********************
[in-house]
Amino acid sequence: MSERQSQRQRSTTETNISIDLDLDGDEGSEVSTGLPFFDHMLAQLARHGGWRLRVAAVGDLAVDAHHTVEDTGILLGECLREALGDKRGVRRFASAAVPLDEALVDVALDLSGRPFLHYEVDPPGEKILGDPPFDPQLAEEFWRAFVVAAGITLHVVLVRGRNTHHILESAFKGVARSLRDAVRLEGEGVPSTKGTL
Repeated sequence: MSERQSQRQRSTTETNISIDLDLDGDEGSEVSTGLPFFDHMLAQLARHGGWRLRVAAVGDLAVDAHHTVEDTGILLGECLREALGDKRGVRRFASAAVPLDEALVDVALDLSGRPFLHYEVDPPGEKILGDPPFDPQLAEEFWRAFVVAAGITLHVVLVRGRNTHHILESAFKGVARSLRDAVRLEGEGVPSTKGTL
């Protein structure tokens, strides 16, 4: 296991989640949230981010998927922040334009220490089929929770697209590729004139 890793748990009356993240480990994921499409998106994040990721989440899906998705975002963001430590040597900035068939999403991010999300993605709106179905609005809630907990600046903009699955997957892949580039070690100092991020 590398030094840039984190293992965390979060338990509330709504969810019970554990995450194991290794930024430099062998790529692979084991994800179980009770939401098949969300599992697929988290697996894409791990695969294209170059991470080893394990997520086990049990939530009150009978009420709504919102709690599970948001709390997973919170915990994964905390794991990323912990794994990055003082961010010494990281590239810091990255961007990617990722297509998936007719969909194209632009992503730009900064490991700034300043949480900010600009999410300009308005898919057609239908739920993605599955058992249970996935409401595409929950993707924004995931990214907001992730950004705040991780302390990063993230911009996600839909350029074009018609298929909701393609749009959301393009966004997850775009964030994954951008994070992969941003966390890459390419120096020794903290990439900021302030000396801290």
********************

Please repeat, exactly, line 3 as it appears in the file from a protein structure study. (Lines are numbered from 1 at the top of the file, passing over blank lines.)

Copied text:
Repeated sequence: MSERQSQRQRSTTETNISIDLDLDGDEGSEVSTGLPFFDHMLAQLARHGGWRLRVAAVGDLAVDAHHTVEDTGILLGECLREALGDKRGVRRFASAAVPLDEALVDVALDLSGRPFLHYEVDPPGEKILGDPPFDPQLAEEFWRAFVVAAGITLHVVLVRGRNTHHILESAFKGVARSLRDAVRLEGEGVPSTKGTL